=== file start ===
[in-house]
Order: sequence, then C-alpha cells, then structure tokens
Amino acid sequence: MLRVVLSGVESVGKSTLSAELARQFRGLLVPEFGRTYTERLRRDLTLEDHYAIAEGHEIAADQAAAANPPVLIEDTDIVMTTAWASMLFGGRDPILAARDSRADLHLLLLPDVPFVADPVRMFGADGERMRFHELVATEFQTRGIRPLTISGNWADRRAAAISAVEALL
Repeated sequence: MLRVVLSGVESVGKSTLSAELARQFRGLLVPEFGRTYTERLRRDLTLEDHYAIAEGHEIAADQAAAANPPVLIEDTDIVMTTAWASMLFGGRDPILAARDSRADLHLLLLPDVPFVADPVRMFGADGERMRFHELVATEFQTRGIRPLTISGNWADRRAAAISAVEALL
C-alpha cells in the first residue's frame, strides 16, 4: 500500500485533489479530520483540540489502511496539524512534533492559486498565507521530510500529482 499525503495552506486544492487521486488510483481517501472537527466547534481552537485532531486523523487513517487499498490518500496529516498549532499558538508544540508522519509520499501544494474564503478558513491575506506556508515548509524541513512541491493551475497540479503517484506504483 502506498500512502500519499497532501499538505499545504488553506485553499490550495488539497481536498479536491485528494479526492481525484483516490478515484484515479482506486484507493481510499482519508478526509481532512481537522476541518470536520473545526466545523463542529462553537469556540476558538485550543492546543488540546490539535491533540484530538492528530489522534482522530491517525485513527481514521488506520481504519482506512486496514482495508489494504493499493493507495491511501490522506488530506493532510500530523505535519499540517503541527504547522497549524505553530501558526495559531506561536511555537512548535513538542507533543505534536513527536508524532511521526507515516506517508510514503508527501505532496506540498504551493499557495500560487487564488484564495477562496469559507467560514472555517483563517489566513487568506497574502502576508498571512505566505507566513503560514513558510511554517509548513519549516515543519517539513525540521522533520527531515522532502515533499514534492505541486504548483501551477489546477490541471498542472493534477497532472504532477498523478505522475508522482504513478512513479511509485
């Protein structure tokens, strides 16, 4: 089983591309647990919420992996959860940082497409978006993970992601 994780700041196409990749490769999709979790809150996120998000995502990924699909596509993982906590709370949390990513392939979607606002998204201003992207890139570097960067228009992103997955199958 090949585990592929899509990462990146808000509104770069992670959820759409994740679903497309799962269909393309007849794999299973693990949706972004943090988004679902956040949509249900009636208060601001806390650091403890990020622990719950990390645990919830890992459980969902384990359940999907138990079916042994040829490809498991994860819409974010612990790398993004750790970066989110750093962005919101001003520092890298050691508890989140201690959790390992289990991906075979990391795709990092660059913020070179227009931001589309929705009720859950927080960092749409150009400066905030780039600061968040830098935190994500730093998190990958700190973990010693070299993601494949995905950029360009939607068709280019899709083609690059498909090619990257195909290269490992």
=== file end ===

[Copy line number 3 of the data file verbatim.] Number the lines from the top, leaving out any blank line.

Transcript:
Amino acid sequence: MLRVVLSGVESVGKSTLSAELARQFRGLLVPEFGRTYTERLRRDLTLEDHYAIAEGHEIAADQAAAANPPVLIEDTDIVMTTAWASMLFGGRDPILAARDSRADLHLLLLPDVPFVADPVRMFGADGERMRFHELVATEFQTRGIRPLTISGNWADRRAAAISAVEALL